packaging system (was: Re: GCC 3.3.2 kernel)

Lewis, Todd todd.lewis at
Thu Oct 30 10:06:55 PST 2003

0) I agree that whatever is done, packaging everything (which openbsd
apparently does, but which most linuces do, too) is a must-do.

1) Ahh, the crochety-old-timer critique of dpkg.  8^)

I agree that config file management is an imperfect art, but the debian
system seems much better than "here's some binaries, good luck!" approach of
the simpler systems, especially in the face of thousands of packages on a
system.  Dpkg gives you plenty of tools to get your config files looking
like you want them to look, but without burdening you with bothering about
crap you don't care about.  Your critique strikes me as solipsistic; just
because they investment/return payoff isn't worth it to you doesn't mean
that it's not worth it to other people.  It's certainly been worth it to me
over the years, and I don't think that you understand how easy it is with
debconf to allow you to control your configs if you want, and therefore I
think that your criticism is overstated.

2) To my mind, for your criticism to be serious, you have to look at the
various problems that debian's config mgmt approach solves and explain them
away as unimportant or poorly done by dpkg or not worth the cost.
(Optional) automated system config allows the addition of software to the
system at near-zero marginal cost, which definitely aids users; it also
greatly facilitates automated deployment, which is crucial for large server
farms or for large sets of appliance or embedded machines.  I've used dpkg
in both environments, and it sped up the upgrade process by a phenomenal
amount.  Both times we cared very much about what our config files looked
like, and we managed them within dpkg, to great success.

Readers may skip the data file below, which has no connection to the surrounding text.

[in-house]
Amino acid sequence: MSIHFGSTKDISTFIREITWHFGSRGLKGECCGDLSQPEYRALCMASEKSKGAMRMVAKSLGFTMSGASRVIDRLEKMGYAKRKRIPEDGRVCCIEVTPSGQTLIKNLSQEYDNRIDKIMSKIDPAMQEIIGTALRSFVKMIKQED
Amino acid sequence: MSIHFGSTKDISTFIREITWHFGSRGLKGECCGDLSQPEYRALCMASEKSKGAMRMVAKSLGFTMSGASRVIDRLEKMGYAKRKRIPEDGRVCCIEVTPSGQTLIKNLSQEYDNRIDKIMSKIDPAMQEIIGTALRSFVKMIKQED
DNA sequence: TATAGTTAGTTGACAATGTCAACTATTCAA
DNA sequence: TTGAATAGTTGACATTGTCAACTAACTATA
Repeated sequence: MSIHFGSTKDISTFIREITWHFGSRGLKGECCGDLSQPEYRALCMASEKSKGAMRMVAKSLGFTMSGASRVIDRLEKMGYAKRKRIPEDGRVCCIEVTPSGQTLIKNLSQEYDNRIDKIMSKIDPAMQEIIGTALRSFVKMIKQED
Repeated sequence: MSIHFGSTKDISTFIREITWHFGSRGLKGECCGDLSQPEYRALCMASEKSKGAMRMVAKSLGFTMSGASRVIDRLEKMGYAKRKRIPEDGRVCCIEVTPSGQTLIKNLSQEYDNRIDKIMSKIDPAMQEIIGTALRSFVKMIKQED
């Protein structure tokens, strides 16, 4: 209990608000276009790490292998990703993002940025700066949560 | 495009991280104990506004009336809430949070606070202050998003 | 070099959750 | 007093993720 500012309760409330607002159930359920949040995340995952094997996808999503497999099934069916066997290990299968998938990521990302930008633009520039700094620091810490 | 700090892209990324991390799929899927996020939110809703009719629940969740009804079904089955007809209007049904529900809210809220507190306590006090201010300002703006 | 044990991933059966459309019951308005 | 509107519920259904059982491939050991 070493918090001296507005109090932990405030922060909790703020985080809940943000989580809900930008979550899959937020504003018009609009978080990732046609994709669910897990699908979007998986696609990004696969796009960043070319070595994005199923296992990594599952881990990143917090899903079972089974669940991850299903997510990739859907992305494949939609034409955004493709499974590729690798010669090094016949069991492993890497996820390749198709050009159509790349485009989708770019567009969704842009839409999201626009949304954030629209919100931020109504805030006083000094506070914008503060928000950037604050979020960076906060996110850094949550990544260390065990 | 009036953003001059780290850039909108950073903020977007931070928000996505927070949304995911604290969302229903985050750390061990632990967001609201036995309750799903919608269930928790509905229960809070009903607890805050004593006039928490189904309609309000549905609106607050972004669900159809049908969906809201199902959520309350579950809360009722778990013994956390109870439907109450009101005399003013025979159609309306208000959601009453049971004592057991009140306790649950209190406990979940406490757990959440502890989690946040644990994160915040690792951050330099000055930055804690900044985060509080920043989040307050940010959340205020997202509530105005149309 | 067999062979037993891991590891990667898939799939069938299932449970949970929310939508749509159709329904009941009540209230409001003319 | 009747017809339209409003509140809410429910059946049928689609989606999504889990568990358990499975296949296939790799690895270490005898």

3) Having the package manager involved with config file formats allows the
packaging system to deal easily with format changes and handle them safely,
which is a huge deal.

4) You dislike the package/package-devel split?  Are you kidding me?  You
would inflict header files on people building embedded systems because
you're too lazy to add a package name to your dependency list?  This is,
again, a little egocentric.

5) To return the flame bait, it's easy for small-time admins to
underestimate how important these issues are when your talking about
hundreds or thousands of machines.  "I like controlling my config files by
hand" is fine when you're running a few machines, but for large-scale
deployments, you want tools to help you, and you don't want to have to write
them yourself, and in this case they need to interact with the packaging
system intensely anyway.  This to me is a prima facie case for config file
handling in the package system that, if not identical to dpkg, is at least
similar in scope.

6) I'm not arguing for dpkg as a format; I'm not arguing for anything, not
least because I'm not actually involved in the dragonflybsd project, other
than as an interested observer.  But those who do not study the past while
mistakenly criticizing it are doomed to etc. etc.

Here are a few more dpkg items that, to my mind, should be studied by people
interested in working in this area:

- the policy manual is a work of art.  What is beautiful about it is not the
particular policy decisions enshrined in it: tastes certainly differ, and
many good admins disagree about file layout, etc.  What is beautiful is that